Chronic vomiting or diarrhea, or a bout of vomiting or diarrhea can cause dehydration. Even subtle, mild dehydration can make your cat feel worse and exacerbate nausea. Sometimes fluid administration helps tremendously. This is obviously true for CKD cats who run the risk of dehydration due to improperly functioning kidneys and frequent urination. This may also help diabetic cats and cats with hyperthyroidism while you work to find the correct doses of medication to manage the diseases. Talk to your vet about administering sub-q fluids at home. If it is deemed safe and appropriate for your cat’s circumstances, having fluids on hand can make a real difference in how your kitty feels.
If you do not have sub-q fluids on hand, you can offer “tuna water” (drained from a tin of tuna); or slowly syringe plain water or coconut water (make sure it is unflavored with no preservatives). Coconut water is very similar in make-up to oral rehydration solutions, it contains properly balanced electrolytes naturally – but it does contain sugars. The use of children’s unflavored pedialyte is controversial due to the dextrose (sugar). Plenty of vets suggest it; others feel strongly the sugar is inappropriate for our obligate carnivores. But if your cat has been vomiting and is dehydrated and you don’t have sub-q fluids on hand, a homemade oral rehydration solution can get your kitty through the night and to the vet the next morning.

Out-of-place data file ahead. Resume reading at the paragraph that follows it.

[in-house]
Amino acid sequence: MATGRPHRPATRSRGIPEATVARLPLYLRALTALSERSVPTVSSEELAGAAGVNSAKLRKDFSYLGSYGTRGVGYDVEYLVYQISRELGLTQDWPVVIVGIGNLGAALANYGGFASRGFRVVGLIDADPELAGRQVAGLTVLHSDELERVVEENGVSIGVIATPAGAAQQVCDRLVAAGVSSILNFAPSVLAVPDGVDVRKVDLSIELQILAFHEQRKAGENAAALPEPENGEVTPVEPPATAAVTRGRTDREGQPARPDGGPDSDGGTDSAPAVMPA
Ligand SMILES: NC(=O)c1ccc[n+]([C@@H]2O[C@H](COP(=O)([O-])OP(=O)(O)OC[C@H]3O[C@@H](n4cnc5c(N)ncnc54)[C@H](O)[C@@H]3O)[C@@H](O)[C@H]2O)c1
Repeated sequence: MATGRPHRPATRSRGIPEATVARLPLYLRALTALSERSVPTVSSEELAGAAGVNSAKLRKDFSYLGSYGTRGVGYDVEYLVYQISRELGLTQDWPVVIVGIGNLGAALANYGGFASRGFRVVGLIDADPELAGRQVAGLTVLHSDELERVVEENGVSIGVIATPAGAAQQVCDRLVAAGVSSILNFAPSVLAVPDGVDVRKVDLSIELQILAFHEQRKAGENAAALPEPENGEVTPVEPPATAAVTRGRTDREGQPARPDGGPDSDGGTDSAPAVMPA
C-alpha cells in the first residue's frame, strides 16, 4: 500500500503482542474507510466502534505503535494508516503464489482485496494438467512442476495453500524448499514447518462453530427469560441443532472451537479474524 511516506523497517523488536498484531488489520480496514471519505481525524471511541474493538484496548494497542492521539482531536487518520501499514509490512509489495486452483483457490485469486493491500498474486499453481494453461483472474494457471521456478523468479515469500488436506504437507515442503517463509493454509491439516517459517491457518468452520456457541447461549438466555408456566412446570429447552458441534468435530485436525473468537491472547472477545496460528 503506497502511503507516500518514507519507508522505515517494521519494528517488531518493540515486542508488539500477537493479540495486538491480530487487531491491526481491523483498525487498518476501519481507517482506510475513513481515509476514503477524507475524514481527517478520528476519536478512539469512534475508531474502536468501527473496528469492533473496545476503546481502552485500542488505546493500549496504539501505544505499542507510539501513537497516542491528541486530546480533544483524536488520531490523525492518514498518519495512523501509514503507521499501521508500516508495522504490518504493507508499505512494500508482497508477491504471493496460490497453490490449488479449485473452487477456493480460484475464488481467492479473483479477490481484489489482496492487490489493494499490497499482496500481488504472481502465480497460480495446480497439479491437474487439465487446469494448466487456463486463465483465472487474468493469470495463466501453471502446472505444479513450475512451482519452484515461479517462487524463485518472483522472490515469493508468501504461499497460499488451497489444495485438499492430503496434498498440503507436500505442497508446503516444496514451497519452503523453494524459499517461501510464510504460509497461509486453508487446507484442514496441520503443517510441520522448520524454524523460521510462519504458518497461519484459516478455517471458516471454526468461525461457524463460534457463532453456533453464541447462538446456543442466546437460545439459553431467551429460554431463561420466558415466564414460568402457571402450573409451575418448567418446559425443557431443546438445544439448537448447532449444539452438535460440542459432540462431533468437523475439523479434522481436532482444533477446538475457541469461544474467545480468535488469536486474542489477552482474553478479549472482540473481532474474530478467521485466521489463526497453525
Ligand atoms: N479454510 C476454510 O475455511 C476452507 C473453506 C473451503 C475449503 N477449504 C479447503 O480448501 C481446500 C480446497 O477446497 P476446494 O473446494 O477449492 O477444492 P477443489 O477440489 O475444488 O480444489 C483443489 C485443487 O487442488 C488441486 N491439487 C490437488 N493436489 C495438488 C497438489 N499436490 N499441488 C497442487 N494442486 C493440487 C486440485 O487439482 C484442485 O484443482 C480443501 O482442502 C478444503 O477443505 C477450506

Oral rehydration solution: I make it by boiling, then cooling, one cup of water, and adding a small pinch of baking soda, a small pinch of salt, and a teaspoon of raw, organic honey. You can use a teaspoon of table sugar instead of the raw honey (do NOT use honey if it is not raw, the regular sugar is better). If the use of sugar, diluted, in such small amounts for a short period of time makes you uncomfortable, just syringe plain water and call the vet ASAP. But if you have a diabetic cat and your kitty is vomiting to the point of dehydration, if you can’t get to an emergency vet, that little bit of sugar may be a life-saver.
For GI diseases that involve inflammation and malabsorption (such as inflammatory bowel disease, exocrine pancreatic insufficiency, pancreatitis, or intestinal lymphoma) or increased thirst and thus urination (such as hyperthyroidism, diabetes, or chronic kidney disease), B12 shots should be considered essential, in my opinion. Like fluids, vitamin B12 supplementation greatly enhances kitty’s well-being. B12 is water soluble, so even if B12 levels are not found to be low in blood work, your cat may benefit. It will not harm your cat to try, so ask your vet! https://ibdkitties.net/the-importance-of-b12/
Recent research has made it clear that we depend on our healthy bacteria for our health. In fact, our bacterial balance is so important to our immune system and digestive function, it can almost be thought of as another organ. A report published in September of this year put it this way “It is comparable to the immune system in as much as it is made up of a collection of cells, it contains a 100 times more genes than the host, is host-specific, contains heritable components, can be modified by diet, surgery or antibiotics, and in its absence nearly all aspects of host physiology are affected.”